An earlier post focused on how great the gap can be between the achievement of an artist in his art and the depths to which he can sink in his life (historically it’s usually been a ‘he’). In His Writings, Bahá’u’lláh makes clear that for Bahá’ís there should be no such distance between what a person professes and how they are (Gleanings: page 305).
CXXXIX: Say: Beware, O people of Bahá, lest ye walk in the ways of them whose words differ from their deeds.
I ended up wondering what the possible explanations for such huge gaps might be. I am most intrigued by two ways of accounting for the vast gulfs that can separate an artist’s life from his or her art: the psychological and the spiritual.
Tomalin, in her fascinating biography of Dickens, plainly felt she’d found one of the first kind. She was delighted to have been able to quote Dostoevsky’s account of his conversation with Dickens whom he met, apparently, on his visit to London in 1862. It seems to shed so much light on the relationship between the man and his art (page 322):
The person he [the writer] sees most of, most often, actually every day is himself. When it comes to a question of why a man does something else, it’s the author’s own actions which make him understand. or fail to understand, the sources of human action. Dickens told me the same thing when I met him at the office of his magazine … in 1862. He told me that all the good simple people in his novels, Little Nell, even the holy simpletons like Barnaby Rudge, are what he wanted to have been, and his villains were what he was (or rather. what he found in himself), his cruelty, his attacks of causeless enmity towards those who were helpless and looked to him for comfort, his shrinking from those whom he ought to love, being used up in what he wrote. There were two people in him, he told me: one who feels as he ought to feel and one who feels the opposite. ‘From the one who feels the opposite I make my evil characters, from the one who feels as a man ought to feel I try to live my life.’ ‘Only two people?’ I asked.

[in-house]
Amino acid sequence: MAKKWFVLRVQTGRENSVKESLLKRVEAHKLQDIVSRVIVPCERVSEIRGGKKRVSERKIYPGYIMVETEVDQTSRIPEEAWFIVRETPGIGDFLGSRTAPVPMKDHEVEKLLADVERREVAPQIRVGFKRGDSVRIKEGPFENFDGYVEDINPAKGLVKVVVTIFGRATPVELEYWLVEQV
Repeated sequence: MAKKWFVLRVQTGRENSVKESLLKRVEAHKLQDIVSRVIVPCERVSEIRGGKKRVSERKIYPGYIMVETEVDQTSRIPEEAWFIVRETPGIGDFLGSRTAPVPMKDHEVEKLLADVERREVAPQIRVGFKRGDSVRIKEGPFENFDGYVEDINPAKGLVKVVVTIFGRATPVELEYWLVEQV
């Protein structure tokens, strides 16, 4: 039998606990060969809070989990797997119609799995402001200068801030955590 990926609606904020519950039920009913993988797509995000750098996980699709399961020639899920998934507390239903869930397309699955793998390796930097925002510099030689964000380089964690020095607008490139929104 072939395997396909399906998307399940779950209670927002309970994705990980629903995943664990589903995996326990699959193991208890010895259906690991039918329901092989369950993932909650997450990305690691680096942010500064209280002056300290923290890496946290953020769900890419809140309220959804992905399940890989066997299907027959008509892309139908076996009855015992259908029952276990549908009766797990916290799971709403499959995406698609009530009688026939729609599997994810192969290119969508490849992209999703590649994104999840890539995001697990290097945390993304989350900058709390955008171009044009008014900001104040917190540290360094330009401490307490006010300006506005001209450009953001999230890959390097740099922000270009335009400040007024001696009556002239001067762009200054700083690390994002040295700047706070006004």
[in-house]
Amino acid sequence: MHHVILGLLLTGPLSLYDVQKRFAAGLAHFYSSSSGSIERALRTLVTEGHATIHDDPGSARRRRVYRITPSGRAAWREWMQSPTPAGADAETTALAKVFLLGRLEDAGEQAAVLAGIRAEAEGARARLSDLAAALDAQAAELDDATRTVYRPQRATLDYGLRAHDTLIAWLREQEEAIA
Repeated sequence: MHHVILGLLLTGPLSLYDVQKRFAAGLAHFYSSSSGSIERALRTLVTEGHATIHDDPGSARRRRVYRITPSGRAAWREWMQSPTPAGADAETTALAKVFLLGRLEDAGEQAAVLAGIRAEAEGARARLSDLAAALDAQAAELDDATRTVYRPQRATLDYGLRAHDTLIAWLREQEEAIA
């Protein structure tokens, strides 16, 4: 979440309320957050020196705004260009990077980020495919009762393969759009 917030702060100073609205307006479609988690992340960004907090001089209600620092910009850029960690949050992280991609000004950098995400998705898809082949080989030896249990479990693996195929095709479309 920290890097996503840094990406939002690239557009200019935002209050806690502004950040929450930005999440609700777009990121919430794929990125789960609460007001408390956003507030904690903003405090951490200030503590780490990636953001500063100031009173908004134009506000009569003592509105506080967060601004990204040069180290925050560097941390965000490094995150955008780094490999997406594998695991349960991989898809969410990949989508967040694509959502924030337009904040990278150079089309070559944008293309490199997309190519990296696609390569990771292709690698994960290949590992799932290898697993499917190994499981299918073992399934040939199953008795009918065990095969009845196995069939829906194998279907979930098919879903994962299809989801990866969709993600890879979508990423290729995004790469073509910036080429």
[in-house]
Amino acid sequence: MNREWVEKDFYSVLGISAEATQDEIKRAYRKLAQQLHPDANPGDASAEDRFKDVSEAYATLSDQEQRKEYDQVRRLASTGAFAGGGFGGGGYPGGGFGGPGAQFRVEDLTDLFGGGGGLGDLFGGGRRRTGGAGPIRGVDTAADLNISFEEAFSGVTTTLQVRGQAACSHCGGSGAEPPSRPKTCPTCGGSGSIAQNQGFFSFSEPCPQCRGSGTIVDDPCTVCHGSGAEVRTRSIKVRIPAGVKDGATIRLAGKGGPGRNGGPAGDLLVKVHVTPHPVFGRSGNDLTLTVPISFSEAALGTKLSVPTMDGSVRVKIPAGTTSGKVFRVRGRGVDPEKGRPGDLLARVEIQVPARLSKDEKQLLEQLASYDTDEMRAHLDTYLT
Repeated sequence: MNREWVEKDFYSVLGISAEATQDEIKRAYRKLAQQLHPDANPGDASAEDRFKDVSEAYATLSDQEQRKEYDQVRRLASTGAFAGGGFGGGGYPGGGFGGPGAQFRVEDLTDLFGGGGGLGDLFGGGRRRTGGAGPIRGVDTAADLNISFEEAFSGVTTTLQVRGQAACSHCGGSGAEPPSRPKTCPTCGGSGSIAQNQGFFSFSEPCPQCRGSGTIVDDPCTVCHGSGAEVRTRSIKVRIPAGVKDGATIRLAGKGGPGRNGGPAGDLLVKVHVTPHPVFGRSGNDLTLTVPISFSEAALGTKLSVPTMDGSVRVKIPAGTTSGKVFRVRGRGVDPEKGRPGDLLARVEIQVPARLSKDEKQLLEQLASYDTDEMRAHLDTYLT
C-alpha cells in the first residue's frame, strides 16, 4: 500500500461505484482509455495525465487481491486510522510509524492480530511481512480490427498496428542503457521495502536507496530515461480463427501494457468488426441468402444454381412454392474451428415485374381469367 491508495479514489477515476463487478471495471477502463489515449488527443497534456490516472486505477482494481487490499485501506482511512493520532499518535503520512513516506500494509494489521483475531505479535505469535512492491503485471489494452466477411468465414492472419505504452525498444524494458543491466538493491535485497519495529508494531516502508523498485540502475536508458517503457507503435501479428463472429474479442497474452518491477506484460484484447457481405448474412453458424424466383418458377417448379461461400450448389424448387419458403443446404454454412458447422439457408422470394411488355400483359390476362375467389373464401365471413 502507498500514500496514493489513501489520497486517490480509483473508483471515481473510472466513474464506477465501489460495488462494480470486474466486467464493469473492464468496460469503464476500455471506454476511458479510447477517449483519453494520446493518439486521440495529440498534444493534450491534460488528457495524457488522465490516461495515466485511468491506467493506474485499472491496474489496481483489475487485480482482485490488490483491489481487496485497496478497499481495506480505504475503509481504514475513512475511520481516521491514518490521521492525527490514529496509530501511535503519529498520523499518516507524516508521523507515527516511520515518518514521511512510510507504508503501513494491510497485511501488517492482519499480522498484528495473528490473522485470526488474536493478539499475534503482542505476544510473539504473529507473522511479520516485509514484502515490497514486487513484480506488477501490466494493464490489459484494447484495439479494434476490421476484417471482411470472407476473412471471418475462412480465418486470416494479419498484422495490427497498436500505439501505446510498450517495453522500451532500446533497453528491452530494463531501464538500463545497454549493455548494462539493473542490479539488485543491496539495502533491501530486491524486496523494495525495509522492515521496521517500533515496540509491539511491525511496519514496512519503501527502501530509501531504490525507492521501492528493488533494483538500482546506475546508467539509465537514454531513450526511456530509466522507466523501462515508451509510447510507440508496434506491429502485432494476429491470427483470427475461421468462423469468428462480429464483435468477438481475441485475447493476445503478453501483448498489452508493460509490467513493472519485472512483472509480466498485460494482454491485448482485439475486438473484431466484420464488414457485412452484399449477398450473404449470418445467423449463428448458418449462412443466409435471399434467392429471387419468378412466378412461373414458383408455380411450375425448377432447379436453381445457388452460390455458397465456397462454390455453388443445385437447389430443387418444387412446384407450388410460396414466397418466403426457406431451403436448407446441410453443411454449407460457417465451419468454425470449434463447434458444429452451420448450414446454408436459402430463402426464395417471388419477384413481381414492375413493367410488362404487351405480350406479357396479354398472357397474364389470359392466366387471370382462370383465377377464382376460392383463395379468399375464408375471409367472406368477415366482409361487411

Tomalin’s comments below show that this could be gold, though it’s clear she feels the insights Dickens has shared seem slightly improbable given the slender nature of the acquaintance (ibid):
This is an amazing report, and if Dostoevsky remembered correctly it must be Dickens’s most profound statement about his inner life and his awareness of his own cruelty and bad behaviour. It is as though with Dostoevsky he could drop the appearance of perfect virtue he felt he had to keep up before the English public. It also suggests that he was aware of drawing his evil characters from a part of himself that he disapproved of and yet could not control. Dostoevsky’s Dickens reminds us of Eleanor Picken‘s, now one sort of man, now another, the mood-swinging, the charm turning to aggression, the fun that gets out of hand.